On the tipping point of buses
No, we’re not going to go around tipping over buses. Though it would make a great urban legend to counter that rural legend of cow tipping.
There are plenty of bus routes in Kitchener-Waterloo — and in most cities that are not New York, I would imagine — that run every half-hour or less frequently. On the other hand, the “mainline” 7 buses run every 7-8 minutes along their common spine. I claim that the difference between a 30 minute and a 8 minute headway is not just in quantity, but also in quality. This might be obvious.
The difference is in how one may use such routes. For 30-minute buses, on average you’ll wait 15 minutes; but sometimes you have bad luck and the bus is running late, so a worst case is something like 40 minutes. These are 40 minutes that you could have used to walk to your destination. Which is pretty bad, so you get yourself a bus schedule and plan your time around the bus stop time. If you don’t get there sufficiently ahead of time, you still run the risk of the bus arriving early and screwing you over. The obvious way out is to avoid all this hassle with some other means of getting from point A to point B, such as driving.
Why is an 8-minute headway different? The answer should be clear: if you need to take the bus, you go to the bus stop and wait. On average, that’s a 4 minute wait. Worst case, 8 minutes, which is manageable. You don’t need the bus schedule! If you know where the bus goes, then you can just go to a stop and expect the bus to ferry you to your destination. It’s easy, requires no access to schedules or the Internet, and especially requires no advance planning. (With a short headway, the schedule might actually give you a false confidence due to inherent variability in the route.)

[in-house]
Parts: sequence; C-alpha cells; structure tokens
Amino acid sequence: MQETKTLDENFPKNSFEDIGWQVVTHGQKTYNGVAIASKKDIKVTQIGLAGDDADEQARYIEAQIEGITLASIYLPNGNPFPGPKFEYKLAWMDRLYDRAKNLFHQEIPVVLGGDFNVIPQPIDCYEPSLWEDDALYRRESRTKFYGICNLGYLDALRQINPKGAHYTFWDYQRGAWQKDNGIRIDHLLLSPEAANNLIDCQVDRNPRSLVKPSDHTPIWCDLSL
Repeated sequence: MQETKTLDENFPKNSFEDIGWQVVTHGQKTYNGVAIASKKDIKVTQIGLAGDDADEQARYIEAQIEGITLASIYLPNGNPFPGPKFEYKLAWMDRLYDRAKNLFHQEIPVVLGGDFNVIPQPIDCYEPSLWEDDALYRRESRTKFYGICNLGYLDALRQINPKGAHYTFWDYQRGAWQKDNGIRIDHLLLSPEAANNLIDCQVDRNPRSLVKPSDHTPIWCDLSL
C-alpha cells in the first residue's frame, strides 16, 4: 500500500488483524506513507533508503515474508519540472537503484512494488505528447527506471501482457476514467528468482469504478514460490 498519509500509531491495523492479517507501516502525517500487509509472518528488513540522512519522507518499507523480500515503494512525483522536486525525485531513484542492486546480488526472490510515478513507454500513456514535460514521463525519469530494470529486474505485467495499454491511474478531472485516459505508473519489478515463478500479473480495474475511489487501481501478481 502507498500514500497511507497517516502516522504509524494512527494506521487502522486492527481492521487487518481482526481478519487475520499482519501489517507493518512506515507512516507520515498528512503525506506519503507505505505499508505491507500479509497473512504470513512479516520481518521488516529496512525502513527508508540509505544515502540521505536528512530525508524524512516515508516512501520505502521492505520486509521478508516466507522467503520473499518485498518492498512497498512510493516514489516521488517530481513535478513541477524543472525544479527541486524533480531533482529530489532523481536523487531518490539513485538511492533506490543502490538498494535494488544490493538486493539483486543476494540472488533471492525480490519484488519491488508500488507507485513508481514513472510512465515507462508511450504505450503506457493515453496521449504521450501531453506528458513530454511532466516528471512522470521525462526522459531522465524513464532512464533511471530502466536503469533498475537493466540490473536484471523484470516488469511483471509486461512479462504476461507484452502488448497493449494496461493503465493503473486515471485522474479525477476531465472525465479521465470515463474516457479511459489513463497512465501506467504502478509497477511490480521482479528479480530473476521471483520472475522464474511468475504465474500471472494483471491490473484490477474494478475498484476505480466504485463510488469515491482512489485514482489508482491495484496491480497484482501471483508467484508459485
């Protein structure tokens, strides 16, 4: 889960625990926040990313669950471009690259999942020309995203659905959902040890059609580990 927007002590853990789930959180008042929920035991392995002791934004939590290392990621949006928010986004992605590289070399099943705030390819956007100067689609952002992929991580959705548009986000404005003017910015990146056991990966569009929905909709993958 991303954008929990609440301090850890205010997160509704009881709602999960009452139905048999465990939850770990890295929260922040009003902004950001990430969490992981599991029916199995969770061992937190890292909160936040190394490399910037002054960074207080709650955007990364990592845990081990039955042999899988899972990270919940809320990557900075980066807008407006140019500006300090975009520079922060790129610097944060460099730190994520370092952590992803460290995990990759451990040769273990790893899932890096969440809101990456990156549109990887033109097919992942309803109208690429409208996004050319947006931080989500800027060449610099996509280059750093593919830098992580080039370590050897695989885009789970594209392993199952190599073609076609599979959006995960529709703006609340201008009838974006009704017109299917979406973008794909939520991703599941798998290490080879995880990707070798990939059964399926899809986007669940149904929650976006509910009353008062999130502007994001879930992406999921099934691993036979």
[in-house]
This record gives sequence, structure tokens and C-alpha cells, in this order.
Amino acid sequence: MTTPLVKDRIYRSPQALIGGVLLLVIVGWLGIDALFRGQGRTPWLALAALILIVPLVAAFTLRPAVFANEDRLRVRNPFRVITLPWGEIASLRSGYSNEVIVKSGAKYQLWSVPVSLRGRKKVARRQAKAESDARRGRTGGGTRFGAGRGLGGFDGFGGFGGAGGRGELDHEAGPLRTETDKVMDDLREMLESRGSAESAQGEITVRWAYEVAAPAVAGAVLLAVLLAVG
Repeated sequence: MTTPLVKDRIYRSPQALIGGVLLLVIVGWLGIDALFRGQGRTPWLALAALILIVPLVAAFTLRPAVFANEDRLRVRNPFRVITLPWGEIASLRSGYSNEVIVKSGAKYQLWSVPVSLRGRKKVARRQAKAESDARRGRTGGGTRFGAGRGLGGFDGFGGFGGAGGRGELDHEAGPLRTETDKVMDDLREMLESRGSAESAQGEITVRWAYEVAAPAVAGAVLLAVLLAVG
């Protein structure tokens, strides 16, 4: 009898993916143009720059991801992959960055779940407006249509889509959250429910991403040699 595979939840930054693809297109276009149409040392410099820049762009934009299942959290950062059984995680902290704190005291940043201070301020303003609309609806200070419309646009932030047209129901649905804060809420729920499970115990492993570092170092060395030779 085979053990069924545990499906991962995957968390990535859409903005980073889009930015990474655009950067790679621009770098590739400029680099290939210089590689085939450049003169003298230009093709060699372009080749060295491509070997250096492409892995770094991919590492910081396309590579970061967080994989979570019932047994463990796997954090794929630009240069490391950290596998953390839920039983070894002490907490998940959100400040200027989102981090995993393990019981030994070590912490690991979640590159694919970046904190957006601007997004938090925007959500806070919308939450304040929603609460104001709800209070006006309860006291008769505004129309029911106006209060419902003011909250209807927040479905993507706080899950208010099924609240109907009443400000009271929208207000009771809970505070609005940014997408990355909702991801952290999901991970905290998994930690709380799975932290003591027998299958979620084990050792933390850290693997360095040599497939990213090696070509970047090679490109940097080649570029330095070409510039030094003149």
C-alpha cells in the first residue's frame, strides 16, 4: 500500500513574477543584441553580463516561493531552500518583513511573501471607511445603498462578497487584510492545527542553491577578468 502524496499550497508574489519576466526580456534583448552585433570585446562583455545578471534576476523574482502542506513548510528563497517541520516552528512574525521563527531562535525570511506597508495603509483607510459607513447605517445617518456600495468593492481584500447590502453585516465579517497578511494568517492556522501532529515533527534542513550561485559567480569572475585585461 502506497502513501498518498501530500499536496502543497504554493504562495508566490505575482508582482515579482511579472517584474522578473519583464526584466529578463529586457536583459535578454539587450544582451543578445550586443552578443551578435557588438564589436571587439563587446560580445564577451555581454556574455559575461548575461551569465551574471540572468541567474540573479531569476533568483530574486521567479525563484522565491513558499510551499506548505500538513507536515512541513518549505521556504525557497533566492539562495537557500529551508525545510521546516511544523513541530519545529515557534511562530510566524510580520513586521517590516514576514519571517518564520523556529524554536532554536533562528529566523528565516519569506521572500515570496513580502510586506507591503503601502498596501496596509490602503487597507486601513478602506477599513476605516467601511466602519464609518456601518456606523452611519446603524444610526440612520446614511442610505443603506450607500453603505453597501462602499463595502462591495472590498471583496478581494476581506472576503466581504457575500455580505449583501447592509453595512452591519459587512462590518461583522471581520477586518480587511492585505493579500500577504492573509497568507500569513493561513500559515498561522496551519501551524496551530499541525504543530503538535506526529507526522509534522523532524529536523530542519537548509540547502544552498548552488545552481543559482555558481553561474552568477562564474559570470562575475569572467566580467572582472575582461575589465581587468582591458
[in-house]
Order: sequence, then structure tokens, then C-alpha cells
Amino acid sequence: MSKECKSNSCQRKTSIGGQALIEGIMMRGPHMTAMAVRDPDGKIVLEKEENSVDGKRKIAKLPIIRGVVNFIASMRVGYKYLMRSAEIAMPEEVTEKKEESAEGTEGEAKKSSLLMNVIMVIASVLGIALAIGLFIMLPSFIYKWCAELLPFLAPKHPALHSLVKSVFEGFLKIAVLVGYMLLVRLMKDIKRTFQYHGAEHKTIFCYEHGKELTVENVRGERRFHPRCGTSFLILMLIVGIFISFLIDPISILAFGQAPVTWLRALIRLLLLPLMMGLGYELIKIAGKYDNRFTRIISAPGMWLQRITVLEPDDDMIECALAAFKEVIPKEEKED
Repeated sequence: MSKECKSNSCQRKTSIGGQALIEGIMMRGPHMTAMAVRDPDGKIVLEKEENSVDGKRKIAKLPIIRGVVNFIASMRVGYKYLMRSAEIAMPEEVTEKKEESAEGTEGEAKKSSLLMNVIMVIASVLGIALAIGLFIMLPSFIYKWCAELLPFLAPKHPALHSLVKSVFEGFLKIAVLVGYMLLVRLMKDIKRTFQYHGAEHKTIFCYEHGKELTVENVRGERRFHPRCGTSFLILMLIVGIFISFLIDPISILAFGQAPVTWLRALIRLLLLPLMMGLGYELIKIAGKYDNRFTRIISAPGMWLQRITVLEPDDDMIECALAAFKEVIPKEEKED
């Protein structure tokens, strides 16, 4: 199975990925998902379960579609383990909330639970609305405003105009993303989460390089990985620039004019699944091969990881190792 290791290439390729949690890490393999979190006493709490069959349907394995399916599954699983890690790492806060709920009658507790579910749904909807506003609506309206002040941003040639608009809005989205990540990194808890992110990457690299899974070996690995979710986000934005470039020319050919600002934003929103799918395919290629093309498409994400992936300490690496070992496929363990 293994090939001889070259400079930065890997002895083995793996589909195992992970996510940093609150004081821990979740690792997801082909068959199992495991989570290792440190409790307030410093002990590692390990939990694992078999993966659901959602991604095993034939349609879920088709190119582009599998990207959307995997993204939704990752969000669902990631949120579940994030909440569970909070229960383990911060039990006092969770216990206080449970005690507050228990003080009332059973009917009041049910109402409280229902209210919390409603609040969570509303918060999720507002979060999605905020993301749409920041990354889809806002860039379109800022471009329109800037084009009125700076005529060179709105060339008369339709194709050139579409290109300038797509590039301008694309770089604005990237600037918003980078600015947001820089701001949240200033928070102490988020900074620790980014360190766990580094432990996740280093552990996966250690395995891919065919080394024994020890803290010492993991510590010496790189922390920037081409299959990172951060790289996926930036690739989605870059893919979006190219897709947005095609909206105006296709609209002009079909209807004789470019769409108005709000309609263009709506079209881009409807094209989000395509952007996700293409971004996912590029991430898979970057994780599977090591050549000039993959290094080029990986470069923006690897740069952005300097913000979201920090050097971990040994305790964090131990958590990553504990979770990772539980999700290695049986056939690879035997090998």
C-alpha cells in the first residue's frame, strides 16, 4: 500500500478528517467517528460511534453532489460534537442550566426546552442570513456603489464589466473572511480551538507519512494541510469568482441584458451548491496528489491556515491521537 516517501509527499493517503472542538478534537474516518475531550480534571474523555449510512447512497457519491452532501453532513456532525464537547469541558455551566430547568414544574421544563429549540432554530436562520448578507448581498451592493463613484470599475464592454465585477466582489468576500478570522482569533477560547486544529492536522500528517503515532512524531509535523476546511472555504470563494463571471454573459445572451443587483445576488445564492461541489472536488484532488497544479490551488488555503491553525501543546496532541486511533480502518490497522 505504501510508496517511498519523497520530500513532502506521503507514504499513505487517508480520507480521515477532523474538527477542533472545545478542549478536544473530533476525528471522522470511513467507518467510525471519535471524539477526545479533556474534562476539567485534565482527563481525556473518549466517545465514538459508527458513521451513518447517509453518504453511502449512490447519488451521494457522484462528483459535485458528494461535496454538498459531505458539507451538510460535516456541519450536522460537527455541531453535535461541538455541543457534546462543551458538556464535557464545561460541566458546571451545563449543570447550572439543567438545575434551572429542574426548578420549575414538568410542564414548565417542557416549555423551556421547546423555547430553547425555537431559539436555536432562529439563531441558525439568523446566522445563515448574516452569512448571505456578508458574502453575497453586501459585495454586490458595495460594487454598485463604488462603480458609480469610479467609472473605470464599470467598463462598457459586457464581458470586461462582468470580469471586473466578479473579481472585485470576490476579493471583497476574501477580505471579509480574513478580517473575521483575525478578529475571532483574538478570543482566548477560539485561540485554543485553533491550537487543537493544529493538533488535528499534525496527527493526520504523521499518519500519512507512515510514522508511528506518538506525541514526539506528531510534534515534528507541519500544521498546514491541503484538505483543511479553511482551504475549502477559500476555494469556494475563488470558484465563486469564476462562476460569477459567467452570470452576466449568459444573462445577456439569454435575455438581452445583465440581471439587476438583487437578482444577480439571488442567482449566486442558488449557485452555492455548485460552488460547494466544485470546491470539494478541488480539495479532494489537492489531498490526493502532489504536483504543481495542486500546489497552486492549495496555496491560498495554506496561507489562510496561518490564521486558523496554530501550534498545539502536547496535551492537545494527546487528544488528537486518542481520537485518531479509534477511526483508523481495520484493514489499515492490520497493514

The bus headway tipping point is probably somewhere in between 5 and 30 minutes, and is some kind of average of individual patience curves. Around that tipping point, more buses will lead to disproportionately more riders and a more user-friendly bus route. The greater point is that there is a serious qualitative difference between low- and high-frequency service, and this deserves more prominence in discussion of transit.
2 responses to “On the tipping point of buses”
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- May 2, 2009 -
I’d be interested to see ridership figures from before and after a change in headway (e.g., when the iXpress went to 15-minute frequency during the day).
It occurs to me that this is an argument in favour of smaller vehicles. I wonder whether transit planners take this into account when introducing articulated or double-decker buses. I also wonder whether running smaller, more frequent buses might pay for itself in increased ridership on routes with frequency close to the tipping point.